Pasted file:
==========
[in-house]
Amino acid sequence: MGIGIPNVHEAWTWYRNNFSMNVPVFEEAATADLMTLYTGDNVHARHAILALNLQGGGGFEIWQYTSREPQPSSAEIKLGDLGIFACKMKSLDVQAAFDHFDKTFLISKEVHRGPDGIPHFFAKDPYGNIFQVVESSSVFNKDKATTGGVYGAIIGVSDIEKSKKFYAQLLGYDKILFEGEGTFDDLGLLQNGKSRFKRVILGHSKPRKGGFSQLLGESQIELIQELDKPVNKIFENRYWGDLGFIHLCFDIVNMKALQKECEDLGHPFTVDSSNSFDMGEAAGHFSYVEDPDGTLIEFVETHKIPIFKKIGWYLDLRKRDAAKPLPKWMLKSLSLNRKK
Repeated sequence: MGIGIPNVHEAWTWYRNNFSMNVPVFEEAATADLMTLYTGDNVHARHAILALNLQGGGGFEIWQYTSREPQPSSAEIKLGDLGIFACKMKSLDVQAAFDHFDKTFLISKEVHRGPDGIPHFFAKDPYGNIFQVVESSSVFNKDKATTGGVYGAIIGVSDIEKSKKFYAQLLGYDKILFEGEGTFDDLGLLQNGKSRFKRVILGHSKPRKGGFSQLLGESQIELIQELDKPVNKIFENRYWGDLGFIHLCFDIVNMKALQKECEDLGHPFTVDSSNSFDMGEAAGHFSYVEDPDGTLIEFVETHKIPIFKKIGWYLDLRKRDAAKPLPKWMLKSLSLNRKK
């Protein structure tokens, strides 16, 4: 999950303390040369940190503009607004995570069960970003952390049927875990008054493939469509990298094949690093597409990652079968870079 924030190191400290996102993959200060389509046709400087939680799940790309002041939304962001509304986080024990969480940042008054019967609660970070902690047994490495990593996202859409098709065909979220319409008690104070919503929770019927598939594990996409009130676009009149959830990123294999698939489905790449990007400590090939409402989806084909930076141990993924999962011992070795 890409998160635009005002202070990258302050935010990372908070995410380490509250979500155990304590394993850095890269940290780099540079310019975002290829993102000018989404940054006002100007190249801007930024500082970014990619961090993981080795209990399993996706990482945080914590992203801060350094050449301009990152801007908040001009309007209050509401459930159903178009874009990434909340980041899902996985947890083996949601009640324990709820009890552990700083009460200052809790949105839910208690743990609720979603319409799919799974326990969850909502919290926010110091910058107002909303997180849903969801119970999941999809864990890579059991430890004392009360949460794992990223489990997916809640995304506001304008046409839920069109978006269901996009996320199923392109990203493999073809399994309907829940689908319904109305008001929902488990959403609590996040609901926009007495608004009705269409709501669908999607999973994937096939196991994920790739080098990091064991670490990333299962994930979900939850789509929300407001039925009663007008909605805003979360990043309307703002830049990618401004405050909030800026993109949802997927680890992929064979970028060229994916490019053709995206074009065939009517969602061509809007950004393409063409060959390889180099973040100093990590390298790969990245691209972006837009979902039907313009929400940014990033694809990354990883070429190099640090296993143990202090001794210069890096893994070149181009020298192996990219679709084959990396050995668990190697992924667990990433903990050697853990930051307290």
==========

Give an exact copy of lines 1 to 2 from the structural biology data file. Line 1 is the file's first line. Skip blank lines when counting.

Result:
[in-house]
Amino acid sequence: MGIGIPNVHEAWTWYRNNFSMNVPVFEEAATADLMTLYTGDNVHARHAILALNLQGGGGFEIWQYTSREPQPSSAEIKLGDLGIFACKMKSLDVQAAFDHFDKTFLISKEVHRGPDGIPHFFAKDPYGNIFQVVESSSVFNKDKATTGGVYGAIIGVSDIEKSKKFYAQLLGYDKILFEGEGTFDDLGLLQNGKSRFKRVILGHSKPRKGGFSQLLGESQIELIQELDKPVNKIFENRYWGDLGFIHLCFDIVNMKALQKECEDLGHPFTVDSSNSFDMGEAAGHFSYVEDPDGTLIEFVETHKIPIFKKIGWYLDLRKRDAAKPLPKWMLKSLSLNRKK